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The Past, Present, and Future of Metadata
Metadata might be really boring, but the things that can be done with metadata are very cool and absolutely crucial to the future of online video. A recent panel discussion at the Open Video Conference exposed the challenges and opportunities metadata poses.
Wed., July 1, by Tim Siglin

For many, metadata might be a topic that could be called, nicely, rather boring. For those of us who are jazzed by the concept of finding one cameo scene in the morass of all of the world's movies, or who want just to find the key points their professor mentioned in last week's lecture, advancements in metadata are quite welcome.

At the recent Open Video Conference, held in New York in mid-June, a session on time-based metadata was hosted by Devon Copley, Fellow at the Berkman Center for Internet and Society at Harvard University.

The round-table consisted of five participants, including: Matt Berry, CTO of online video platform Digitalsmiths; Chris Jackson, founder of the video distribution software organization MetaBroadcast; Andrea Rota, working on UTagIt, a media tagging service; Abram Stern, of the University of California Santa Cruz and MetaVid, the open video archive of the U.S. Congress; and Jörg Waitelonis, who has created Yovisto, an academic video search tool.

"We work with Tier 1 content owners and with most of the major studios," said Digitalsmiths' Berry, whose company was the sole commercial metadata application provider on the panel. "Our system does asset management, storage and playback, but the advanced metadata aspects are what sets us apart."

Berry showed off some of the features that are being integrated into his product.

"We've got the ability to cut the tracks of metadata much like the way an Avid would cut different tracks of video," said Berry. "We also have the ability to create custom metadata tracks, such as genre, since our studio clients have shown us that a genre may change from scene to scene within a single movie."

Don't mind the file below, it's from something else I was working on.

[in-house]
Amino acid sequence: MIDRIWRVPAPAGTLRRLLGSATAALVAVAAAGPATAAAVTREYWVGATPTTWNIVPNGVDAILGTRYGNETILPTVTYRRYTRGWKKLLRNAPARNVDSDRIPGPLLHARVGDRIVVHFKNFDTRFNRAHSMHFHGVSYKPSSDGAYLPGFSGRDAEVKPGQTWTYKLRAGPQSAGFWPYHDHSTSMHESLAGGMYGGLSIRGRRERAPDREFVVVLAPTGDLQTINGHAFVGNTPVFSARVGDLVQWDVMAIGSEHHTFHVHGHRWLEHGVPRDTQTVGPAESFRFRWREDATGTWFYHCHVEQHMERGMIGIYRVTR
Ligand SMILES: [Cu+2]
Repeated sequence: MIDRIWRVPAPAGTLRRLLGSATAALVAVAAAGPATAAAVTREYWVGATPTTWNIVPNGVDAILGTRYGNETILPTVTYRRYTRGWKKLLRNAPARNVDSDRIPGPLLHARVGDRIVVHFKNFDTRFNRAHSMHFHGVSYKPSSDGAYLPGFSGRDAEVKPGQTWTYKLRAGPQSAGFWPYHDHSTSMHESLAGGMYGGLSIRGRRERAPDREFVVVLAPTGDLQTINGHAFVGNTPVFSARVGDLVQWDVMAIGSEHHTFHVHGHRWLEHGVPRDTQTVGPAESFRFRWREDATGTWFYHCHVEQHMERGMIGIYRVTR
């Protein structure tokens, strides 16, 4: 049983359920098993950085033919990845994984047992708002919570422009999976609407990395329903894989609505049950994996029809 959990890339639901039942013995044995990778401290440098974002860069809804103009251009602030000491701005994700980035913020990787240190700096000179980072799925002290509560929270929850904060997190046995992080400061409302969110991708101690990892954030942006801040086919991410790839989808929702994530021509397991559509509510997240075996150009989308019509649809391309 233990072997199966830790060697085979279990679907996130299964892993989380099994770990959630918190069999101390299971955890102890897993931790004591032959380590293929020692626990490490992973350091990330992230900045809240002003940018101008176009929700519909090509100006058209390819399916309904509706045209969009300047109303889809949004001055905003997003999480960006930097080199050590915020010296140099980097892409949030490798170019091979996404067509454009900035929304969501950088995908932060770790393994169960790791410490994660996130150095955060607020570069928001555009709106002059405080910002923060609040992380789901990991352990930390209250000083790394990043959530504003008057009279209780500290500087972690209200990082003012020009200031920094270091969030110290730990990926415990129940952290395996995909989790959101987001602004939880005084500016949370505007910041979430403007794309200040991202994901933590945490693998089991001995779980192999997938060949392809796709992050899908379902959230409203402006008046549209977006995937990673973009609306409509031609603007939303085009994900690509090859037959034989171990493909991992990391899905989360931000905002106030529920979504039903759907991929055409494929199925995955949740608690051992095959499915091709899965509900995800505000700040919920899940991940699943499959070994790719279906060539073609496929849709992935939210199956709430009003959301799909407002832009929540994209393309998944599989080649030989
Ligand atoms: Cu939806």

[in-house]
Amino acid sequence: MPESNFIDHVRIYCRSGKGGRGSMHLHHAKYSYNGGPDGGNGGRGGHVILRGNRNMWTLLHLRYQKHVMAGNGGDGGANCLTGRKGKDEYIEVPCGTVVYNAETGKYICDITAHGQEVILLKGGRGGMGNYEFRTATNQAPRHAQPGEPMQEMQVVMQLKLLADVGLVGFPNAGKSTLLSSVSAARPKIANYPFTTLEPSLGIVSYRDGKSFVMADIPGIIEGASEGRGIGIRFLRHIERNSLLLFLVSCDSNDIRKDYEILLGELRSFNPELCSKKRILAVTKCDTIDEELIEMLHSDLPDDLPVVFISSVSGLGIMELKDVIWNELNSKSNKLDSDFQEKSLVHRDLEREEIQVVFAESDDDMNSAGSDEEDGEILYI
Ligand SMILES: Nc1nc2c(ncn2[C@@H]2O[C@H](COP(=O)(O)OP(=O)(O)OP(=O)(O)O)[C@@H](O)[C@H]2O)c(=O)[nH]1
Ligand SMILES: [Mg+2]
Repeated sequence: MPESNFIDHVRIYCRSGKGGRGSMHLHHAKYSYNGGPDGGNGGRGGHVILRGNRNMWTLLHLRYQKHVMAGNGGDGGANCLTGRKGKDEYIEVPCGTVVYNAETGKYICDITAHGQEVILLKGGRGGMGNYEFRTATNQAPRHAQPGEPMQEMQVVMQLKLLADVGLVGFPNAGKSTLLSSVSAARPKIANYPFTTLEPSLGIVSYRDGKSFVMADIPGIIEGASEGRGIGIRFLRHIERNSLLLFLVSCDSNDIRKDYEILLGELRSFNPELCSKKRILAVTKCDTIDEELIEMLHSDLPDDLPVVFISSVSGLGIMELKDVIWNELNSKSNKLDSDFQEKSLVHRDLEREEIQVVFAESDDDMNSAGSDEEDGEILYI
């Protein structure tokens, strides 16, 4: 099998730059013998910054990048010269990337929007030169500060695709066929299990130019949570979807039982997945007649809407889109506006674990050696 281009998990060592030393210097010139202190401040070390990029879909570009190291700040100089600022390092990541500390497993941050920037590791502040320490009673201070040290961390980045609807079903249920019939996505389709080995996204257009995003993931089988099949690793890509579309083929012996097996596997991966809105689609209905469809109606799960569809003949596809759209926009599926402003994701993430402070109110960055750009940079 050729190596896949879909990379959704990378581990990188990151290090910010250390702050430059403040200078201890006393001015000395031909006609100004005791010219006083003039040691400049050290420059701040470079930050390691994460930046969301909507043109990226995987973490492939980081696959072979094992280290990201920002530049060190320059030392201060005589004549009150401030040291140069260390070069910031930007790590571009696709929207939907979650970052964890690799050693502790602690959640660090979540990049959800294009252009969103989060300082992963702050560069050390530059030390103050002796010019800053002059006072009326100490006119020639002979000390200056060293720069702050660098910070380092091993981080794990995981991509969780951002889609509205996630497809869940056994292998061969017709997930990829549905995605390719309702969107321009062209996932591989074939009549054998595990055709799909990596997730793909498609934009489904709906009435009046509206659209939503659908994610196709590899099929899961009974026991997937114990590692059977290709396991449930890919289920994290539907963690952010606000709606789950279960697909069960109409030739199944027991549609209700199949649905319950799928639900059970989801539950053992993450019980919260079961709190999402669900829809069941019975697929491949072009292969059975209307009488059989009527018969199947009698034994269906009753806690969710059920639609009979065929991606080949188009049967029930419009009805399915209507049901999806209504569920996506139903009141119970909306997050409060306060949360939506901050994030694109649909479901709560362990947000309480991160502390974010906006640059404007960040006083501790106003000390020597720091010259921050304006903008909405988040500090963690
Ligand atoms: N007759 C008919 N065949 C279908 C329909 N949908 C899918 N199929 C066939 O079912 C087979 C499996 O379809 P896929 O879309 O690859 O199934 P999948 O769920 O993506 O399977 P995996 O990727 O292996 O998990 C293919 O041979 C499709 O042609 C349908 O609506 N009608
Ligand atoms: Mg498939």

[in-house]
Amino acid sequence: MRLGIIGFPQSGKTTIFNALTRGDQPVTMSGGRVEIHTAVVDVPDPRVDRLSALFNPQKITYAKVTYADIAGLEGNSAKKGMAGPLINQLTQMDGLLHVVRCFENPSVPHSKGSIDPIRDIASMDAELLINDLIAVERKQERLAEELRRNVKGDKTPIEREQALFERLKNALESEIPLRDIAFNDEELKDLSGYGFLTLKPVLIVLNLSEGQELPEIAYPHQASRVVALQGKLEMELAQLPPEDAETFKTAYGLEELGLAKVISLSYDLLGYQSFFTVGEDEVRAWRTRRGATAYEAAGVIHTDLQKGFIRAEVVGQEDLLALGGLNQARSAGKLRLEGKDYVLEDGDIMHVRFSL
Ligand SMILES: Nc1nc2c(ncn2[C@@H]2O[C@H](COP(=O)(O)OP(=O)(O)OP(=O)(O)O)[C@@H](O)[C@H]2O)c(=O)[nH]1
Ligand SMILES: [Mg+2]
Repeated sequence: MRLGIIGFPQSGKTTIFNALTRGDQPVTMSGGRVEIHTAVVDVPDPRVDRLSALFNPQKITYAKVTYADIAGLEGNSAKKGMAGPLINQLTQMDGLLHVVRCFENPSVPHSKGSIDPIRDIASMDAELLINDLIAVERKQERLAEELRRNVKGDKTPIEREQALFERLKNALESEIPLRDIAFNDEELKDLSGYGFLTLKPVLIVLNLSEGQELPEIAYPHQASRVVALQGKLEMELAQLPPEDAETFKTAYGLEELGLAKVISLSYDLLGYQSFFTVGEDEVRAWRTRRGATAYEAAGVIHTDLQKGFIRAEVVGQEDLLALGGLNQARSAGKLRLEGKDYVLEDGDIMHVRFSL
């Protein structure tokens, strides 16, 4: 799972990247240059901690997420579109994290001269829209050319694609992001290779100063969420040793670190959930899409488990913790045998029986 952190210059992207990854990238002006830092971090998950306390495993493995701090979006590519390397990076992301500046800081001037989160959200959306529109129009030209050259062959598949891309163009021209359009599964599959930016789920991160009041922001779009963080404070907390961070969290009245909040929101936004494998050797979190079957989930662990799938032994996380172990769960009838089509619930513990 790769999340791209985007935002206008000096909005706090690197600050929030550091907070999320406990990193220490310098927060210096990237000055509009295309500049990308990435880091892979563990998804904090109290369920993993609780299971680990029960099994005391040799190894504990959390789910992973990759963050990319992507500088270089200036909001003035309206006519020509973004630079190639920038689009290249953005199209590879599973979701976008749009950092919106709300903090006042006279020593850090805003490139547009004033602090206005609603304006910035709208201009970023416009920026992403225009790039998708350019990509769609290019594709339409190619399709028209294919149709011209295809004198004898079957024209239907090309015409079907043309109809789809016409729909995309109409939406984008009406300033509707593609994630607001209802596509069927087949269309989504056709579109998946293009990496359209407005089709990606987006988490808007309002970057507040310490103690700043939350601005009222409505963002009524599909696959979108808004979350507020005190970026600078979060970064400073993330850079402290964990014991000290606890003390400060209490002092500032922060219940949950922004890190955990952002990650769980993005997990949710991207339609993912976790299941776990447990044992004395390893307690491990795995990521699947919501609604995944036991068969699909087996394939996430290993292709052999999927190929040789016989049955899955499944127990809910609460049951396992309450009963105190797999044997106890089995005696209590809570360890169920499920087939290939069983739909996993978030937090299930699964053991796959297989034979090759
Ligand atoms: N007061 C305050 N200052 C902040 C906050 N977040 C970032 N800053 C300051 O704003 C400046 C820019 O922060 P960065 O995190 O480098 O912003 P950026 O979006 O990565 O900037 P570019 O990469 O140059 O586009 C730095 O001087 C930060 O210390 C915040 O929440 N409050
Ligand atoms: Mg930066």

Trying To Make Metadata Portable
When asked about whether the metadata was tied to the clip, or as part of a separate database, Berry noted that the metadata is currently in a separate database, making it hard to make the metadata portable.

"Currently we sync metadata and video files via JavaScript in the player," said Berry. "One of the topics for discussion today is how to make the metadata portable."

Other panelists agreed with him on the need to make metadata portable. Chris Jackson noted that URIPlay, an open-source project that MetaBroadcast has been working on with the BBC's backing, started as an interface project but has ended up as a metadata play.

"Our core goal is to help people find moving images," said Jackson, "but we've found we had to move well beyond user interfaces to the creation effective metadata tools and interfaces. We compared 'closed code' and 'open code' and realized that the pain threshold would be about the same initially for either type, but that the data range/quality of metadata could increase significantly if our open source code was used by the larger open source community. Our open software code revolves around metadata scraping and parsing."

Jackson's URIplay production version supports YouTube and a few key other vide platforms, with Hulu and others set to be released in a beta version, and an alpha version that will contain metadata parsers for the BBC, Channel 4 and a more general adapter set to be released some time in the future.

"More data is needed, and we're also heading toward caching and indexing," Jackson said, "where we can cache metadata that might be applicable across multiple clips (genre, actors, etc.) and are trying this out on a new site, amplus.tv, which was a one-week project leveraging all our previous learnings. Feel free to try out amplus.tv as it allows creation of playlists that 'curators' want to show off, with content from YouTube and other locations as well as an auto-generated RSS feed."

Waitelonis, a PhD student in Germany, has been working on the creation of an academic video search engine called Yovisto. Used for academic settings such as lecture recordings, seminars, or to record distance learning, Yovisto can catalog not only simple videos, but also those integrated with Powerpoint slides or web pages.

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